The punchline of the Standard Chartered gold report is that they think $5,000 gold is a realistic target and go on to note the most important shift in gold accumulation of the past 30 years:

The limited new supply comes at a time when central banks have turned from being net sellers to significant net buyers of gold. The result, in our view, will be a gold market in deficit, even assuming flat growth in demand.

With the supply-demand balance so out of kilter, we see the gold price potentially going to US$5,000/oz.


The emergence of central banks being net acquirers of gold is actually a pretty big deal. Over the past few decades central banks have been actively reducing their gold holdings preferring paper assets over the 'barbarous relic.' Famously, Canada and Switzerland vastly reduced their official gold holdings during this period, a decision that many citizens of those countries have openly and actively questioned.

The World Gold Council out of the UK is the primary firm that aggregates and reports on gold supply and demand statistics. Here's the most recent data on official (i.e. central bank) gold holdings:


Note that the 2009 data is lowered by slightly more than 450 tonnes in this chart to remove the one-time announcement by China that it had secretly acquired 454 tonnes over the prior six years, so this data may differ from other representations you might see. I thought it best to remove that blip from the data. Also the data for 2011 is for the first four months only, so we might expect 2011 to be a record-setter if the current pace continues.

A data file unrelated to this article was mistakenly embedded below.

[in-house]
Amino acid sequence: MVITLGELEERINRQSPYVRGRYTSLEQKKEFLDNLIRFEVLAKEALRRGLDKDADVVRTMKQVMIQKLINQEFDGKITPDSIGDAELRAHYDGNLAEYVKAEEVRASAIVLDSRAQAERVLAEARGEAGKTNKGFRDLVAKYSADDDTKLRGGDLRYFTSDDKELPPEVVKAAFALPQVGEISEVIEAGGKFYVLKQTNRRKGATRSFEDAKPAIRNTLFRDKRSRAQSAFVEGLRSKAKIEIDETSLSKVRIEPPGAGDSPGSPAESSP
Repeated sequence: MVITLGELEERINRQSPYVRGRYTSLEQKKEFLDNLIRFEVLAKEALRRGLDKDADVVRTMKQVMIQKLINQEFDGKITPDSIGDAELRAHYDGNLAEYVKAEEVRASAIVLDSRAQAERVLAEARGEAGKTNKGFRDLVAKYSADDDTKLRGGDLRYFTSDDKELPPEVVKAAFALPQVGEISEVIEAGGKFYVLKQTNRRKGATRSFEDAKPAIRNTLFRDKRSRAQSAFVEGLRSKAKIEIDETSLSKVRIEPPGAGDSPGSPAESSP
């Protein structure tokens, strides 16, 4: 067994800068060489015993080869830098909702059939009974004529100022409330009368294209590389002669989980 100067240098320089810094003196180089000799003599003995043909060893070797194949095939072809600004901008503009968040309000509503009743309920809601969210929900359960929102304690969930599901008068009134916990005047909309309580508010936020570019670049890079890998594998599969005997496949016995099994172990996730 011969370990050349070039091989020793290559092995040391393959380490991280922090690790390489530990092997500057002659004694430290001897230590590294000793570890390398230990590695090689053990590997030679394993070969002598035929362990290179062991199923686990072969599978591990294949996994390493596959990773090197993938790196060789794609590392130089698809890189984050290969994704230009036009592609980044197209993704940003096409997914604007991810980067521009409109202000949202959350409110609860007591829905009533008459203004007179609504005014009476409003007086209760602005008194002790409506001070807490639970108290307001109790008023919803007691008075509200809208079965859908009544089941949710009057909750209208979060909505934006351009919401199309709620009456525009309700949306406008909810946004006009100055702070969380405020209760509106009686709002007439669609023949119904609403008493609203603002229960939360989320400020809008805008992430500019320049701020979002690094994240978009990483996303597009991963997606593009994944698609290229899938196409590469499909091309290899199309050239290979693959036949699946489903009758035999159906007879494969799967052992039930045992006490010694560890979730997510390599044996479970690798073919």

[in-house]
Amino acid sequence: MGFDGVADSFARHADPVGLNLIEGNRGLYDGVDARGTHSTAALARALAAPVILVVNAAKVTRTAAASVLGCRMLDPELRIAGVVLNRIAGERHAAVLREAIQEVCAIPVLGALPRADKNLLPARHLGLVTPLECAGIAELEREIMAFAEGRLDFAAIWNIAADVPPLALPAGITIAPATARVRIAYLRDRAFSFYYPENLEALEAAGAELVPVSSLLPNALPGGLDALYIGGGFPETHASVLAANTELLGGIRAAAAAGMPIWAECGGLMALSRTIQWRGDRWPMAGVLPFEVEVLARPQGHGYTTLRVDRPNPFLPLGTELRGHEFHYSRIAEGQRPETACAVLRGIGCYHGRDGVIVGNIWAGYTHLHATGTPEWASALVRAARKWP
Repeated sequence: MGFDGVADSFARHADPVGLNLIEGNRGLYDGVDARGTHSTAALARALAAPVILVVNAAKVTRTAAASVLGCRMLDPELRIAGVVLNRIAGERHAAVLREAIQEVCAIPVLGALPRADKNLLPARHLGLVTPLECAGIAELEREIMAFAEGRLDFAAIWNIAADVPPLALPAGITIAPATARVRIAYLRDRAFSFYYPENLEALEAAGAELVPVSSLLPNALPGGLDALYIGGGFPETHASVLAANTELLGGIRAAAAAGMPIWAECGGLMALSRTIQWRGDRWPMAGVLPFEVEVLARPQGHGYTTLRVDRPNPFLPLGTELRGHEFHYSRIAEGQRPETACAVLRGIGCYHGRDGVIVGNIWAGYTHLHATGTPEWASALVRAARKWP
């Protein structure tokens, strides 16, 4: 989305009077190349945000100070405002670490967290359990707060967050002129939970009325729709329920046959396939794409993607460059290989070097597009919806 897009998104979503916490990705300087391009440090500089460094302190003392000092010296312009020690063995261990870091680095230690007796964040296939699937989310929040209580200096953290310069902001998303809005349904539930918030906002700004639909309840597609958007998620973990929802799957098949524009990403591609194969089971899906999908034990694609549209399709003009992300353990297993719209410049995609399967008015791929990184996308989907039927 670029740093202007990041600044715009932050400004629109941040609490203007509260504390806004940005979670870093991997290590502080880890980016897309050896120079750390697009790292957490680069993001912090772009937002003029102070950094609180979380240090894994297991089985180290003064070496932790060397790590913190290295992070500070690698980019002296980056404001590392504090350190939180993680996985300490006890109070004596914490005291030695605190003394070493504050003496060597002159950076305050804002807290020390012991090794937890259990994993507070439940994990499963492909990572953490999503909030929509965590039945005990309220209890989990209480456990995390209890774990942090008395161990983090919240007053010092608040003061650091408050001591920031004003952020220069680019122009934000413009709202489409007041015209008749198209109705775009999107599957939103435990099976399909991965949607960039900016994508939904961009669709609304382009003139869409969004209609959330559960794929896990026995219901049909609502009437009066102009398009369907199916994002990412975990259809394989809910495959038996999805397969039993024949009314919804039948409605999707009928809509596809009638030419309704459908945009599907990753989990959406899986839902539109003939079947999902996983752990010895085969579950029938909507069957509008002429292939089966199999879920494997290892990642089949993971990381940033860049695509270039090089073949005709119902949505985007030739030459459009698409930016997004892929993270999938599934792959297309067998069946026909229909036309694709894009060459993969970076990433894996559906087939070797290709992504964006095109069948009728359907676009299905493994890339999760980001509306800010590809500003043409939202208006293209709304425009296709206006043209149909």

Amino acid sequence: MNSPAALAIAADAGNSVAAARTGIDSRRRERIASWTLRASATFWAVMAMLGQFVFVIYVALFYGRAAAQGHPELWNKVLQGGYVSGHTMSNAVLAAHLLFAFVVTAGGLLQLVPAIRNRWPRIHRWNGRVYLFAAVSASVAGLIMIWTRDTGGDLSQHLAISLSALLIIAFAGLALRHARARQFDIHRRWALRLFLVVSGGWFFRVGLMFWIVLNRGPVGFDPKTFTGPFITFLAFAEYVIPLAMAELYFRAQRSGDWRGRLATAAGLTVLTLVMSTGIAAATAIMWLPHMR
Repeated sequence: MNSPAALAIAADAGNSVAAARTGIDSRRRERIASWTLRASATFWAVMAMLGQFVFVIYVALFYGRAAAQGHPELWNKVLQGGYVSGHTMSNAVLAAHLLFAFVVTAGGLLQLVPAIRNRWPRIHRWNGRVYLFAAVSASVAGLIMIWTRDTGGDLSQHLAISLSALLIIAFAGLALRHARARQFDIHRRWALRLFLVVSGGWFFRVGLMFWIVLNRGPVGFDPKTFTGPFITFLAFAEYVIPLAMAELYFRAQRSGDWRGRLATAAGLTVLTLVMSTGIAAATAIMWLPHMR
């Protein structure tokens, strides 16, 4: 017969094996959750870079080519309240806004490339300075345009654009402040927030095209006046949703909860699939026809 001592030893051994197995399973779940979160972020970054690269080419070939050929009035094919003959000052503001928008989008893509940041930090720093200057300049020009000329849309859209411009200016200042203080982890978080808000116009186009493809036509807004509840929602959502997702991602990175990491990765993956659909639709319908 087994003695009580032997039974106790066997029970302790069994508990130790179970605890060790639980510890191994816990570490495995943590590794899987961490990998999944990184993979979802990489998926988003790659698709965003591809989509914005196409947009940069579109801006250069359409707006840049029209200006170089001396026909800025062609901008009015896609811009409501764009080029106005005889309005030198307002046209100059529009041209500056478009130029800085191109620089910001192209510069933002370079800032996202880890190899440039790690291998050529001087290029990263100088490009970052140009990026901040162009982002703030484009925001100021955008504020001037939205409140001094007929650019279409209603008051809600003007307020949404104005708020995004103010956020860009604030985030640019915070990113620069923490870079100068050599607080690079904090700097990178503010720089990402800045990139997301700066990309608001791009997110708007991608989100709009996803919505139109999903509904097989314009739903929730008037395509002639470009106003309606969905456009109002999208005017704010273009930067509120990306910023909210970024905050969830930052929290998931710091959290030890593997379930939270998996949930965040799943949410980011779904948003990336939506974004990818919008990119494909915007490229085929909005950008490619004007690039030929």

Overall, world supply and demand are a bit out of alignment right now with supply increasing by 2% last year and non-official demand increasing by 10%:

The summary of the fundamental analysis is that with mine production seriously lagging the price increases for gold, coupled to increased central bank and investment demand, we have set the stage for some hefty prices increases irrespective of any fiscal or monetary shenanigans.

However, once we put those back into the mix, I forecast a quite volatile but upwardly sloping price for gold over the coming years. Possibly a very steep upward slope at points.

Supply and Demand - Silver

Silver demand is growing by double-digit percentages, being led primarily by industrial uses and investment demand. The Silver Institute does a fine job of tracking and reporting on these matters.

First demand:

Total fabrication demand grew by 12.8 percent to a 10-year high of 878.8 Moz in 2010; this surge was led by the industrial demand category. Last year, silver’s use in industrial applications grew by 20.7 percent to 487.4 Moz, nearly recovering all the recession-induced losses in 2009, and is now seeing pronounced advances in 2011.